Beyond Veiled Clichés: The Real Lives of Arab Women
Penguin Books Australia
In the media, in politics, and certainly in their day-to-day lives, Arab women’s lifestyles continue to come under scrutiny from outsiders – from men, from non-Arab women, from well-meaning liberal feminists. Particularly when it comes to Muslim women, mainstream society appears to be overwhelmed by the temptation to remind these women how they should behave and, above all, how they should dress.
In her new book, Beyond Veiled Clichés: The Real Lives of Arab Women, Amal Awad brings the much-needed voices of Arab women to the forefront. After meeting with Arab women in the Middle East and Australia, the author invites us to listen in on her discussions with prominent women in their communities, as well as old friends. The topics range from the inevitable discussion of the hijab, identity politics, and the line between religion and culture to Arab feminism and the experiences of queer Arab women. While many of these vignettes centre on well-worn debates within mainstream media, they also vividly point out that Arab women have been grappling with these issues in their own way and with far greater nuance than Western critics tend to give them credit.
One of the first individuals that Awad introduces us to is Myra Saad, a Christian Lebanese art therapist who runs a not-for-profit studio in Beirut to help women deal with the trauma of civil war. Through this encounter, we hear about the influence of gender roles on overcoming trauma in post-war Lebanon and the effect that typical Arab stoicism may have in labelling therapy as taboo.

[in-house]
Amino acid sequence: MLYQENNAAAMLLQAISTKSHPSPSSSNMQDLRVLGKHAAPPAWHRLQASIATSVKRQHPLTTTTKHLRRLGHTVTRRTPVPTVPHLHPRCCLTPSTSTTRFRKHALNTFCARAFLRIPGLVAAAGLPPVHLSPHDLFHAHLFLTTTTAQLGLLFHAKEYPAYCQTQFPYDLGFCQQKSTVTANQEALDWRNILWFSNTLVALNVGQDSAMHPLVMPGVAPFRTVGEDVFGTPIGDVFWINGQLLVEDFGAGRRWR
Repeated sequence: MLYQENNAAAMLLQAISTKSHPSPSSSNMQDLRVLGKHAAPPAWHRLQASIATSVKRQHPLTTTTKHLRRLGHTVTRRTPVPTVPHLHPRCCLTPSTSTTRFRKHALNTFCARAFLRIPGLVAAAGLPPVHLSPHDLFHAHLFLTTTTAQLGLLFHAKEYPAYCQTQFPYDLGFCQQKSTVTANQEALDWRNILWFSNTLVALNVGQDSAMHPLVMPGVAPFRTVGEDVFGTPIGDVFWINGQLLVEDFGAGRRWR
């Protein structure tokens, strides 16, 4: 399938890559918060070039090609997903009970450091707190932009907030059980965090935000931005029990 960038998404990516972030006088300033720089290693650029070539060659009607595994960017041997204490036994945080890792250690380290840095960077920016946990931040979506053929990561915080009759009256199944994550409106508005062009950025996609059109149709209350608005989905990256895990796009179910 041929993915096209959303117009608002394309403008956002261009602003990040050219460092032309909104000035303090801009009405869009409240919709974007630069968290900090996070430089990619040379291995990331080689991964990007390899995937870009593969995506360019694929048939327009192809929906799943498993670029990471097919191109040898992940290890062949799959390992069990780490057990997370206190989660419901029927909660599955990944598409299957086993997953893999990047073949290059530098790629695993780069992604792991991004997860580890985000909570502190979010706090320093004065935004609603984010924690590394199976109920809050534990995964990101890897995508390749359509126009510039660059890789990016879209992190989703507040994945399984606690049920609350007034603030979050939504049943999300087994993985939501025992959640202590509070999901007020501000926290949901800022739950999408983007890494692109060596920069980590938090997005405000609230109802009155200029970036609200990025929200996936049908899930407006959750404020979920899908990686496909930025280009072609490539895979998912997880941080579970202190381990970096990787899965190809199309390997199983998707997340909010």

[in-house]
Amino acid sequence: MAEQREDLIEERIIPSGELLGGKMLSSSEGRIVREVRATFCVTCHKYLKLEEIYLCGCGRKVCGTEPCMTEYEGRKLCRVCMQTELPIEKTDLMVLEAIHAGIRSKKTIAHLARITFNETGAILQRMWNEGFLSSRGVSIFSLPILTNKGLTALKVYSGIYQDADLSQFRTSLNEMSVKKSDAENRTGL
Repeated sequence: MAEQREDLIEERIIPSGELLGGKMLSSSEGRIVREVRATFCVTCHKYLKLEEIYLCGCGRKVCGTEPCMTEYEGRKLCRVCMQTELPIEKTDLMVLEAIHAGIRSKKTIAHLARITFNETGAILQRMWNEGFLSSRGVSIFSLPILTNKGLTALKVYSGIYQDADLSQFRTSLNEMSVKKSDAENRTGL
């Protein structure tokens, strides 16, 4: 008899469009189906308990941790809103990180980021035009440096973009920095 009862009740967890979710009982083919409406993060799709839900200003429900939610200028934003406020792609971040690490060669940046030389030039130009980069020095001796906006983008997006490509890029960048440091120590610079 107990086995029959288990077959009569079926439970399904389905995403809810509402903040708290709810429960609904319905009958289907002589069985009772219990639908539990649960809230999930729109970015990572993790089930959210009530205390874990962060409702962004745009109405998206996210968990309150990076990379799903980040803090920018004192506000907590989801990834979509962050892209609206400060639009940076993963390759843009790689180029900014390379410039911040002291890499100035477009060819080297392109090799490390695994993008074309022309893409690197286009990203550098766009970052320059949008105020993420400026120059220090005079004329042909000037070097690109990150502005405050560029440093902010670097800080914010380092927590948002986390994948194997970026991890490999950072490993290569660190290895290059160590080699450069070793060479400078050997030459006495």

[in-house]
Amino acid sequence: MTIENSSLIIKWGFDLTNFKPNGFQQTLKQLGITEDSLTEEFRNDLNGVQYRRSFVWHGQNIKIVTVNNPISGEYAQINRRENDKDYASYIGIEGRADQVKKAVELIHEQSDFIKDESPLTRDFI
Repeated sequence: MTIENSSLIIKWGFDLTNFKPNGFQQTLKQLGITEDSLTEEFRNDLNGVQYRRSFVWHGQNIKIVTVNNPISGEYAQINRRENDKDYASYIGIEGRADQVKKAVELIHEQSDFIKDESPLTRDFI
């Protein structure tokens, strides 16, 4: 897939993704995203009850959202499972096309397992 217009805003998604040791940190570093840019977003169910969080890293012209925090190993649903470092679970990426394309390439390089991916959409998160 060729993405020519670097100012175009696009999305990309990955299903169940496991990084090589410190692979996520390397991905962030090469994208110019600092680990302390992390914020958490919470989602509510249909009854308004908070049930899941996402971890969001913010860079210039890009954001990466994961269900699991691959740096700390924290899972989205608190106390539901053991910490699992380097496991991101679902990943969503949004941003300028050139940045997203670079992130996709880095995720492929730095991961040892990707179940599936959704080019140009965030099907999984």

At times we want to know more about the individuals introduced to us by Awad, and of the personal journeys that led these women to where they are today. But these small glimpses into the lives of accomplished and fascinating women serve as jumping-off points for the author to reflect on her own experiences as an Arab woman growing up in a Muslim household in Sydney.
The pressure many Arab women experience to marry a good Arab or Muslim man is brought to life through Awad’s insightful and comical re-telling of what she calls the “door knock appeals” of her youth, where her parents would introduce her to eligible young men through awkward afternoon teas with full family attendance. She richly illustrates the conflicting pressure to act as a modest, Muslim woman while remaining alluring to the male visitor.
Throughout the book, familiar social issues and debates are presented in refreshing new ways by these introspective Arab women. We hear of a young woman who is finding ways to re-imagine veganism through the teachings of Islam, the “mansplaining that occurs around the hijab” and how, for queer people of colour, coming out is often more an act of inviting people in.
This invitation for the wider community to listen to Arab women reflect upon their own lives, head their own social movements and enact their own decisions is the provocation at the heart of Beyond Veiled Clichés. As Awad puts it: “It’s time critics show Arab women enough respect; that they can be trusted with their own lives; that they are the game-changers and activists of transformation we need.”